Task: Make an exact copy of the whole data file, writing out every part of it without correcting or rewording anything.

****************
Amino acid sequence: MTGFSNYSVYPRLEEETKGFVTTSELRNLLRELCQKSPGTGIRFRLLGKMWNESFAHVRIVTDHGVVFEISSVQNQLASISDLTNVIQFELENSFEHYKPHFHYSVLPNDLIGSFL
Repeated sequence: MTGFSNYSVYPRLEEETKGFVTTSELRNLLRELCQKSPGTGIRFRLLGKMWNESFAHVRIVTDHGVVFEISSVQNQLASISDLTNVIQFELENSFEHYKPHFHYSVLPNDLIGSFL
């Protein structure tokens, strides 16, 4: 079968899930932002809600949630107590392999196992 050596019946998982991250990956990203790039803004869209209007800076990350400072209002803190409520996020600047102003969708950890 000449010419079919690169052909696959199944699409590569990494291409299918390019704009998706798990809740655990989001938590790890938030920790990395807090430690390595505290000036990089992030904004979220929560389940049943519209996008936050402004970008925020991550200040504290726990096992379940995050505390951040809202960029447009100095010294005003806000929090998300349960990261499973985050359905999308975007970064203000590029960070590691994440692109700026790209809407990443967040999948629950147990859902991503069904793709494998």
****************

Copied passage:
Amino acid sequence: MTGFSNYSVYPRLEEETKGFVTTSELRNLLRELCQKSPGTGIRFRLLGKMWNESFAHVRIVTDHGVVFEISSVQNQLASISDLTNVIQFELENSFEHYKPHFHYSVLPNDLIGSFL
Repeated sequence: MTGFSNYSVYPRLEEETKGFVTTSELRNLLRELCQKSPGTGIRFRLLGKMWNESFAHVRIVTDHGVVFEISSVQNQLASISDLTNVIQFELENSFEHYKPHFHYSVLPNDLIGSFL
């Protein structure tokens, strides 16, 4: 079968899930932002809600949630107590392999196992 050596019946998982991250990956990203790039803004869209209007800076990350400072209002803190409520996020600047102003969708950890 000449010419079919690169052909696959199944699409590569990494291409299918390019704009998706798990809740655990989001938590790890938030920790990395807090430690390595505290000036990089992030904004979220929560389940049943519209996008936050402004970008925020991550200040504290726990096992379940995050505390951040809202960029447009100095010294005003806000929090998300349960990261499973985050359905999308975007970064203000590029960070590691994440692109700026790209809407990443967040999948629950147990859902991503069904793709494998």